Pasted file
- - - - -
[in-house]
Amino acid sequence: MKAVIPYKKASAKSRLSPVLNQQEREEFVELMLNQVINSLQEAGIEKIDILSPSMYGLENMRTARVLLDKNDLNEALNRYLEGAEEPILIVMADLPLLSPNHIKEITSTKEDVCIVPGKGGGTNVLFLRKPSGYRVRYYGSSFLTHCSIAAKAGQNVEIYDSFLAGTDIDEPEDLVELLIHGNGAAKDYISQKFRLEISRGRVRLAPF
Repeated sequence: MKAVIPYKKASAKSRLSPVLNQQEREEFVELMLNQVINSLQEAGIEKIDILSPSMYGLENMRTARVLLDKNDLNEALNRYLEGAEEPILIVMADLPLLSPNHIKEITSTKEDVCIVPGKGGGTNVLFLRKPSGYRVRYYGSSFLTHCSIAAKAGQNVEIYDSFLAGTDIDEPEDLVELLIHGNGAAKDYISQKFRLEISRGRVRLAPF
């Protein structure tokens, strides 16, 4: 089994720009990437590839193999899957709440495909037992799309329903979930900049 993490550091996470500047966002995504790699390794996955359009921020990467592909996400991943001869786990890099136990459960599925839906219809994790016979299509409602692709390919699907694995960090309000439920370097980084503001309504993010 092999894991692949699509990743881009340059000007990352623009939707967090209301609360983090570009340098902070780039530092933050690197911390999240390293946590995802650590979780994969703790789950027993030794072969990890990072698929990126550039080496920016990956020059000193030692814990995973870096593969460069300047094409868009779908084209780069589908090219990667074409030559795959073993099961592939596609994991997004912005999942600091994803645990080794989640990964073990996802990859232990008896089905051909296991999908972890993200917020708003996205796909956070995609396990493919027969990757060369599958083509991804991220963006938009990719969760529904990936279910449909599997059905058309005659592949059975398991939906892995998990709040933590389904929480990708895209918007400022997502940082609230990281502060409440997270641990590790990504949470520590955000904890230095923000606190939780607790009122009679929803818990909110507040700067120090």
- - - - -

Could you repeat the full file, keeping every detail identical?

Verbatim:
[in-house]
Amino acid sequence: MKAVIPYKKASAKSRLSPVLNQQEREEFVELMLNQVINSLQEAGIEKIDILSPSMYGLENMRTARVLLDKNDLNEALNRYLEGAEEPILIVMADLPLLSPNHIKEITSTKEDVCIVPGKGGGTNVLFLRKPSGYRVRYYGSSFLTHCSIAAKAGQNVEIYDSFLAGTDIDEPEDLVELLIHGNGAAKDYISQKFRLEISRGRVRLAPF
Repeated sequence: MKAVIPYKKASAKSRLSPVLNQQEREEFVELMLNQVINSLQEAGIEKIDILSPSMYGLENMRTARVLLDKNDLNEALNRYLEGAEEPILIVMADLPLLSPNHIKEITSTKEDVCIVPGKGGGTNVLFLRKPSGYRVRYYGSSFLTHCSIAAKAGQNVEIYDSFLAGTDIDEPEDLVELLIHGNGAAKDYISQKFRLEISRGRVRLAPF
């Protein structure tokens, strides 16, 4: 089994720009990437590839193999899957709440495909037992799309329903979930900049 993490550091996470500047966002995504790699390794996955359009921020990467592909996400991943001869786990890099136990459960599925839906219809994790016979299509409602692709390919699907694995960090309000439920370097980084503001309504993010 092999894991692949699509990743881009340059000007990352623009939707967090209301609360983090570009340098902070780039530092933050690197911390999240390293946590995802650590979780994969703790789950027993030794072969990890990072698929990126550039080496920016990956020059000193030692814990995973870096593969460069300047094409868009779908084209780069589908090219990667074409030559795959073993099961592939596609994991997004912005999942600091994803645990080794989640990964073990996802990859232990008896089905051909296991999908972890993200917020708003996205796909956070995609396990493919027969990757060369599958083509991804991220963006938009990719969760529904990936279910449909599997059905058309005659592949059975398991939906892995998990709040933590389904929480990708895209918007400022997502940082609230990281502060409440997270641990590790990504949470520590955000904890230095923000606190939780607790009122009679929803818990909110507040700067120090």